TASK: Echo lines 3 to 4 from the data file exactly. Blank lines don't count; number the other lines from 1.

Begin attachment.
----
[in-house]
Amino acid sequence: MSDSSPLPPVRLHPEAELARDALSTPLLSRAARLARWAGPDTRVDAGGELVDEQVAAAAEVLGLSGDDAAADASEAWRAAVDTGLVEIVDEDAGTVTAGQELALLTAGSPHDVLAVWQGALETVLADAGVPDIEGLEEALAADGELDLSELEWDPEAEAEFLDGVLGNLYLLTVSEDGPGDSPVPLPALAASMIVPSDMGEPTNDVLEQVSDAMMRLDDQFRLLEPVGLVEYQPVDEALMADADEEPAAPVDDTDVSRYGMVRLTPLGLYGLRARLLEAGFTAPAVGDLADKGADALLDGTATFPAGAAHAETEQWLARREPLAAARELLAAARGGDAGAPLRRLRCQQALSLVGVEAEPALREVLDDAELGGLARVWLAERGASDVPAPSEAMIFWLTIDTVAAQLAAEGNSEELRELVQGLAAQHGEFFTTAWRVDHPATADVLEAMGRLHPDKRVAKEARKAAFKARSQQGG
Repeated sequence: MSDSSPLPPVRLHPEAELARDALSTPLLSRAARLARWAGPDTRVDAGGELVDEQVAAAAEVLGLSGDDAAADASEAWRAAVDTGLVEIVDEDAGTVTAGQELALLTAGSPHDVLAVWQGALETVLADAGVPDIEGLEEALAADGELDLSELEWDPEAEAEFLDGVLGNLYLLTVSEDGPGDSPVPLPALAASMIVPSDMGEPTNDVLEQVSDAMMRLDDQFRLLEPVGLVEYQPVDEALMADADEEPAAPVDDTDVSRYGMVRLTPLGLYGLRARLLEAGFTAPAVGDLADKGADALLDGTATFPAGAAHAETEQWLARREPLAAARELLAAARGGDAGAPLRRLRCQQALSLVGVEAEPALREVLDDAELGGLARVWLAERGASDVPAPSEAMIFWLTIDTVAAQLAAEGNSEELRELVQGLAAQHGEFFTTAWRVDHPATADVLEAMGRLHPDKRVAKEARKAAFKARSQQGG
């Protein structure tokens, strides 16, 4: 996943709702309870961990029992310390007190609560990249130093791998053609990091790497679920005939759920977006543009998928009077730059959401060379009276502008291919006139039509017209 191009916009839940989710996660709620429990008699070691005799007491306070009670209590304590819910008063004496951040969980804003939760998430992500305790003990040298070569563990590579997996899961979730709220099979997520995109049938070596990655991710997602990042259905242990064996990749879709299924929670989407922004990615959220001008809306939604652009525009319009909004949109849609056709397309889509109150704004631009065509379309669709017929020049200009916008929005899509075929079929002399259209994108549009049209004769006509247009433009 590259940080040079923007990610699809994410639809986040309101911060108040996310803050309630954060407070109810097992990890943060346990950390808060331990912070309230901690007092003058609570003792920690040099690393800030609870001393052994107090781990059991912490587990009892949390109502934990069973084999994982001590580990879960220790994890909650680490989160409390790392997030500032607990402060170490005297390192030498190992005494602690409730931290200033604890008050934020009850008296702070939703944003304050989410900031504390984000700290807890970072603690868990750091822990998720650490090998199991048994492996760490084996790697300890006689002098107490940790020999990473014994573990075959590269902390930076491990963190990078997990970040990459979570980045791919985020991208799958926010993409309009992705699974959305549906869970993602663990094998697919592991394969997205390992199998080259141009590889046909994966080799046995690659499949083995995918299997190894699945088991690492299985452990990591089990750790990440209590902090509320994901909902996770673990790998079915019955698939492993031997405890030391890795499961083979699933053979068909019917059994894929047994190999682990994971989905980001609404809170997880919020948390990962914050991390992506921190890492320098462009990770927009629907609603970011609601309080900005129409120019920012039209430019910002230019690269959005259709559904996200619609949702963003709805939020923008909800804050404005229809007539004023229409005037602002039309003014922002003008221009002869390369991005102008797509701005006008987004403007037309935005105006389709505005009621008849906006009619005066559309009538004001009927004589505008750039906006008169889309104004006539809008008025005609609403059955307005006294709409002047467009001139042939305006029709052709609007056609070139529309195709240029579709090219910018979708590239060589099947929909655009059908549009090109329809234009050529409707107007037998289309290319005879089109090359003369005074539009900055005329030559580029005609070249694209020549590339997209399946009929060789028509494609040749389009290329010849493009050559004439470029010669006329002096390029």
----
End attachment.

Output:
Repeated sequence: MSDSSPLPPVRLHPEAELARDALSTPLLSRAARLARWAGPDTRVDAGGELVDEQVAAAAEVLGLSGDDAAADASEAWRAAVDTGLVEIVDEDAGTVTAGQELALLTAGSPHDVLAVWQGALETVLADAGVPDIEGLEEALAADGELDLSELEWDPEAEAEFLDGVLGNLYLLTVSEDGPGDSPVPLPALAASMIVPSDMGEPTNDVLEQVSDAMMRLDDQFRLLEPVGLVEYQPVDEALMADADEEPAAPVDDTDVSRYGMVRLTPLGLYGLRARLLEAGFTAPAVGDLADKGADALLDGTATFPAGAAHAETEQWLARREPLAAARELLAAARGGDAGAPLRRLRCQQALSLVGVEAEPALREVLDDAELGGLARVWLAERGASDVPAPSEAMIFWLTIDTVAAQLAAEGNSEELRELVQGLAAQHGEFFTTAWRVDHPATADVLEAMGRLHPDKRVAKEARKAAFKARSQQGG
């Protein structure tokens, strides 16, 4: 996943709702309870961990029992310390007190609560990249130093791998053609990091790497679920005939759920977006543009998928009077730059959401060379009276502008291919006139039509017209 191009916009839940989710996660709620429990008699070691005799007491306070009670209590304590819910008063004496951040969980804003939760998430992500305790003990040298070569563990590579997996899961979730709220099979997520995109049938070596990655991710997602990042259905242990064996990749879709299924929670989407922004990615959220001008809306939604652009525009319009909004949109849609056709397309889509109150704004631009065509379309669709017929020049200009916008929005899509075929079929002399259209994108549009049209004769006509247009433009 590259940080040079923007990610699809994410639809986040309101911060108040996310803050309630954060407070109810097992990890943060346990950390808060331990912070309230901690007092003058609570003792920690040099690393800030609870001393052994107090781990059991912490587990009892949390109502934990069973084999994982001590580990879960220790994890909650680490989160409390790392997030500032607990402060170490005297390192030498190992005494602690409730931290200033604890008050934020009850008296702070939703944003304050989410900031504390984000700290807890970072603690868990750091822990998720650490090998199991048994492996760490084996790697300890006689002098107490940790020999990473014994573990075959590269902390930076491990963190990078997990970040990459979570980045791919985020991208799958926010993409309009992705699974959305549906869970993602663990094998697919592991394969997205390992199998080259141009590889046909994966080799046995690659499949083995995918299997190894699945088991690492299985452990990591089990750790990440209590902090509320994901909902996770673990790998079915019955698939492993031997405890030391890795499961083979699933053979068909019917059994894929047994190999682990994971989905980001609404809170997880919020948390990962914050991390992506921190890492320098462009990770927009629907609603970011609601309080900005129409120019920012039209430019910002230019690269959005259709559904996200619609949702963003709805939020923008909800804050404005229809007539004023229409005037602002039309003014922002003008221009002869390369991005102008797509701005006008987004403007037309935005105006389709505005009621008849906006009619005066559309009538004001009927004589505008750039906006008169889309104004006539809008008025005609609403059955307005006294709409002047467009001139042939305006029709052709609007056609070139529309195709240029579709090219910018979708590239060589099947929909655009059908549009090109329809234009050529409707107007037998289309290319005879089109090359003369005074539009900055005329030559580029005609070249694209020549590339997209399946009929060789028509494609040749389009290329010849493009050559004439470029010669006329002096390029």